Yesterday I had a hearing test. I booked it after noticing that I am not hearing stuff I know should be there (eg The Roland drums at the beginning of Duchess on Duke by Genesis are way too quiet). I had wondered about hearing aids after reading inspiring contributions from the likes of @Canaryfan and @davidhendon. Perhaps these could bring back or at least help boost the missing music?
The conclusion was that I do indeed have a drop starting around 3-4kHz but that it doesn’t constitute “hearing loss” in that most of my hearing isn’t bad enough to meet the accepted definition and so the audiologist didn’t recommend hearing aids. I wonder if others here have had similar or different experiences.
When I mentioned how cymbals sound quiet and flat (and Roland drums too quiet) he suggested that pop music, especially remasters, are often filtered to cut off high frequencies so they don’t compete with lower frequencies. This might explain why I can hear cymbals but not always hear them properly in the musical mix.
He also suggested that having a decent hi-fi is a good thing in my situation and that playing with the EQ to boost high frequencies might help. Obviously, this isn’t possible with Naim, but it does leave me wondering about Roon DSP and Parametric EQ. Again, have others had any success with this? I’m thinking of @Sloop_John_B
You might consider using the service from Home Audio Fidelity, who can analyse your room and develop filters to compensate.
They have a plugin that can be used to compensate for hearing loss. I believe these can be used with JRiver or Audirvana, but not Roon. Thierry, who runs HAF, is a helpful guy, maybe worth asking his advice.
Did the audiologist give you a copy of your audiogram? Or if not did you find out (or can you find out) how many dB loss you have at 3 kHz, 4 kHz and say 6 or 8 kHz?
Without knowing the answer it’s very hard to say whether you might be able to recover your missing music by playing with equalisation of the audio signal.
Obviously one issue is that if you change it in the audio domain then everyone will hear it like that (too much treble for them?!) That might not be a problem for you if you mostly listen alone, but also more to the point if your treble loss is anything more than mild, you simply couldn’t drive enough power to compensate for the loss without risking damage to your tweeters.
Another thought is to go and ask another audiologist (they pretty well all offer free hearing tests) and be explicit that it’s not normal life you are trying to recover, but specific musical enjoyment.
Anyway good luck and please do come back and tell us how it all goes, whatever you try. There are undoubtedly lots of people here who will be interested even if they are lucky enough to mostly not have to do anything about hearing loss yet.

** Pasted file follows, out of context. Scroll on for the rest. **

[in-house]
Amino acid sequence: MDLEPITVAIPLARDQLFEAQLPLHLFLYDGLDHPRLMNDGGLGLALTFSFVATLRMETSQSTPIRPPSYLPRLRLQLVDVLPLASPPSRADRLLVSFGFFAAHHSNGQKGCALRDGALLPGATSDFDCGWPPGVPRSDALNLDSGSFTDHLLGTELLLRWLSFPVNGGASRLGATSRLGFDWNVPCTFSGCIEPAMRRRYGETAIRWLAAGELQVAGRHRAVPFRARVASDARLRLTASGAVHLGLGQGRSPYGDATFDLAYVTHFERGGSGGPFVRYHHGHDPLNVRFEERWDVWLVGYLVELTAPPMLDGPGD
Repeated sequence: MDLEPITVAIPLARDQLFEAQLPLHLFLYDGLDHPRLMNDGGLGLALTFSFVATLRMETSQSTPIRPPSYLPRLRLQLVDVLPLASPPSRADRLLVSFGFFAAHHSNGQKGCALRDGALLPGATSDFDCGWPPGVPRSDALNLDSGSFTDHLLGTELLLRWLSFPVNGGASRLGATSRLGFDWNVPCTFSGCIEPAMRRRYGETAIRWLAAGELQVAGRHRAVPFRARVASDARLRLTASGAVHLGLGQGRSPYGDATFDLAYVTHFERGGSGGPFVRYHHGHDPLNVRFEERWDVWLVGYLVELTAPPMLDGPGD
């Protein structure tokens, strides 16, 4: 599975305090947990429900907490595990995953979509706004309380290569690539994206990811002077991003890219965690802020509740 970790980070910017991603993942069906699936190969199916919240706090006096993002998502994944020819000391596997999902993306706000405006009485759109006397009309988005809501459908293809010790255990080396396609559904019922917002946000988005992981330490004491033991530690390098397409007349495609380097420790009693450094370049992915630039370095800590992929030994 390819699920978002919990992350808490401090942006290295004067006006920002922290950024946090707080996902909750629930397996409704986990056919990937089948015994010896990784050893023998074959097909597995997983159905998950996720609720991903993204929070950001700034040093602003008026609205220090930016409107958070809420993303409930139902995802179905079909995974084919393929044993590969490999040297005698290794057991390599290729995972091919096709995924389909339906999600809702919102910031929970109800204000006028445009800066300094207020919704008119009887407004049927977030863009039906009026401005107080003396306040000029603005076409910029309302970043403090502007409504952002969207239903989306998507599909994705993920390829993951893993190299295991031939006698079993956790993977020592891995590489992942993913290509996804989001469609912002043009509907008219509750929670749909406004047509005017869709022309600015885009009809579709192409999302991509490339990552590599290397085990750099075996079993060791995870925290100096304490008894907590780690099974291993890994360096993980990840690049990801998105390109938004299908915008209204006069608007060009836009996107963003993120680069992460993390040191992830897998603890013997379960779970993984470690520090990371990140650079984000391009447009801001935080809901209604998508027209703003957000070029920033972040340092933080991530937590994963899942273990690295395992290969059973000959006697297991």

Incidentally I reckon one could certainly think in terms of hearing aids just for listening to music even if you don’t need them all the time. I use reading glasses, but I don’t need glasses for anything more than a couple of feet away from me! The optician is still very happy to sell me prescription reading glasses!
I’ve heard so much about the latest development in dsp-based hearing devices, how they can be adjusted to compensate small changes. Or just be used in a certain situations. I am sure there is something out there to help you. Maybe you could get a second opinion from another audiologist?
I have a friend using modern hearing aid and she says it does wonders. They are very discrete and she can change the setup live on her phone from, say, music listening to conversation with a person in a noisy area. Or try to block most external audio.
If you just want to twiddle hw knobs and test the waters I come to think of Lokius, a box with parametric EQ at a decent price from Schiit. But be careful with the tweeters. Do a google on ‘Lokius Schiit’. Perhaps connected in the tape-loop of a preamp.
I photographed his screen. It’s flat at 10 but dips to 30 at 4kHz and 35 at 6kHz, after which it recovers a bit (I’m a little reluctant to post the photo here). He refined you need most of it below 20 before aids become needed. He was concerned that aids would sound mp3 and felt I would be disappointed.
I do have a second test booked for late September so I’ll report back.
You’re right that mucking about with EQ wasn’t well received by others. I’m not sure I was that keen either. I ended up bumping the high frequencies by 5 and I’ll see how I go with that.